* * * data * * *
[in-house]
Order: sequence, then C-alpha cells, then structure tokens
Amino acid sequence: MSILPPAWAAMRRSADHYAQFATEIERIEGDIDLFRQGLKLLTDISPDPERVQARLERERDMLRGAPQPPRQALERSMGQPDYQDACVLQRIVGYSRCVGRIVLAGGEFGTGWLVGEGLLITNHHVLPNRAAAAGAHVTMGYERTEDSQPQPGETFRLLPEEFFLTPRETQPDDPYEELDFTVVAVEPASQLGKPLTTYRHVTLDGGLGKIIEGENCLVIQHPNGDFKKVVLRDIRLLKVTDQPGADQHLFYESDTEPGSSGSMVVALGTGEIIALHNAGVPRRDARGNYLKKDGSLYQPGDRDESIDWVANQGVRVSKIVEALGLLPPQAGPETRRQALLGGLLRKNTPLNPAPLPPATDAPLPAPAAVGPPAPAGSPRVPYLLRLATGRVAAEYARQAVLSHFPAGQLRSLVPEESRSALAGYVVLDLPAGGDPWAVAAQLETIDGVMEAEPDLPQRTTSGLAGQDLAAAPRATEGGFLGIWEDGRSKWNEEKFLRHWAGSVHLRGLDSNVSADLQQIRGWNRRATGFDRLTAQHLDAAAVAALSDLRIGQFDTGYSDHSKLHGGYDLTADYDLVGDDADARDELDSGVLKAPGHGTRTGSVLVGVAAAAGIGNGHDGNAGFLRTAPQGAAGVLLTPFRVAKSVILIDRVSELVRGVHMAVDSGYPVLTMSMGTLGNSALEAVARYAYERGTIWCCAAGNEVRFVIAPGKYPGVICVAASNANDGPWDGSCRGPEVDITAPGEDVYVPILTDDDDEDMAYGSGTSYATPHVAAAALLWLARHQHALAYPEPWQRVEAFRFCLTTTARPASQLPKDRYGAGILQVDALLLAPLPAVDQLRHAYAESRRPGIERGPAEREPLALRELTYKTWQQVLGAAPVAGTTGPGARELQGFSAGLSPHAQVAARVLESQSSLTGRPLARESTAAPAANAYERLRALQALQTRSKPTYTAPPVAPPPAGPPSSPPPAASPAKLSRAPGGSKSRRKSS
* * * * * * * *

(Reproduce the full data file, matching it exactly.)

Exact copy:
[in-house]
Order: sequence, then C-alpha cells, then structure tokens
Amino acid sequence: MSILPPAWAAMRRSADHYAQFATEIERIEGDIDLFRQGLKLLTDISPDPERVQARLERERDMLRGAPQPPRQALERSMGQPDYQDACVLQRIVGYSRCVGRIVLAGGEFGTGWLVGEGLLITNHHVLPNRAAAAGAHVTMGYERTEDSQPQPGETFRLLPEEFFLTPRETQPDDPYEELDFTVVAVEPASQLGKPLTTYRHVTLDGGLGKIIEGENCLVIQHPNGDFKKVVLRDIRLLKVTDQPGADQHLFYESDTEPGSSGSMVVALGTGEIIALHNAGVPRRDARGNYLKKDGSLYQPGDRDESIDWVANQGVRVSKIVEALGLLPPQAGPETRRQALLGGLLRKNTPLNPAPLPPATDAPLPAPAAVGPPAPAGSPRVPYLLRLATGRVAAEYARQAVLSHFPAGQLRSLVPEESRSALAGYVVLDLPAGGDPWAVAAQLETIDGVMEAEPDLPQRTTSGLAGQDLAAAPRATEGGFLGIWEDGRSKWNEEKFLRHWAGSVHLRGLDSNVSADLQQIRGWNRRATGFDRLTAQHLDAAAVAALSDLRIGQFDTGYSDHSKLHGGYDLTADYDLVGDDADARDELDSGVLKAPGHGTRTGSVLVGVAAAAGIGNGHDGNAGFLRTAPQGAAGVLLTPFRVAKSVILIDRVSELVRGVHMAVDSGYPVLTMSMGTLGNSALEAVARYAYERGTIWCCAAGNEVRFVIAPGKYPGVICVAASNANDGPWDGSCRGPEVDITAPGEDVYVPILTDDDDEDMAYGSGTSYATPHVAAAALLWLARHQHALAYPEPWQRVEAFRFCLTTTARPASQLPKDRYGAGILQVDALLLAPLPAVDQLRHAYAESRRPGIERGPAEREPLALRELTYKTWQQVLGAAPVAGTTGPGARELQGFSAGLSPHAQVAARVLESQSSLTGRPLARESTAAPAANAYERLRALQALQTRSKPTYTAPPVAPPPAGPPSSPPPAASPAKLSRAPGGSKSRRKSS